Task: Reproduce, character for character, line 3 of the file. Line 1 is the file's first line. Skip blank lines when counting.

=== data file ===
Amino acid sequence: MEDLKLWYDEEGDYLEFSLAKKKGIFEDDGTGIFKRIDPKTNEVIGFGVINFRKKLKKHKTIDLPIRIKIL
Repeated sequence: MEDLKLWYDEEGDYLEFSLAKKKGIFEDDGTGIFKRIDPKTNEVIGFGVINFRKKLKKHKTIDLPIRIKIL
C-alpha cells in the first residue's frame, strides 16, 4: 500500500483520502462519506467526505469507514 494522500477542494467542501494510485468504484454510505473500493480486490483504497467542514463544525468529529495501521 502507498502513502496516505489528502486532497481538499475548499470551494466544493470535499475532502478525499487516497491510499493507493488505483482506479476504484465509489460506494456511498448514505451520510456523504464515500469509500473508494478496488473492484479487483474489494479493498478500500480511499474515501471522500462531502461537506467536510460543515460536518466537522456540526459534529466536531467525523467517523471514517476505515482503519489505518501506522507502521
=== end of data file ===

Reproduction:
C-alpha cells in the first residue's frame, strides 16, 4: 500500500483520502462519506467526505469507514 494522500477542494467542501494510485468504484454510505473500493480486490483504497467542514463544525468529529495501521 502507498502513502496516505489528502486532497481538499475548499470551494466544493470535499475532502478525499487516497491510499493507493488505483482506479476504484465509489460506494456511498448514505451520510456523504464515500469509500473508494478496488473492484479487483474489494479493498478500500480511499474515501471522500462531502461537506467536510460543515460536518466537522456540526459534529466536531467525523467517523471514517476505515482503519489505518501506522507502521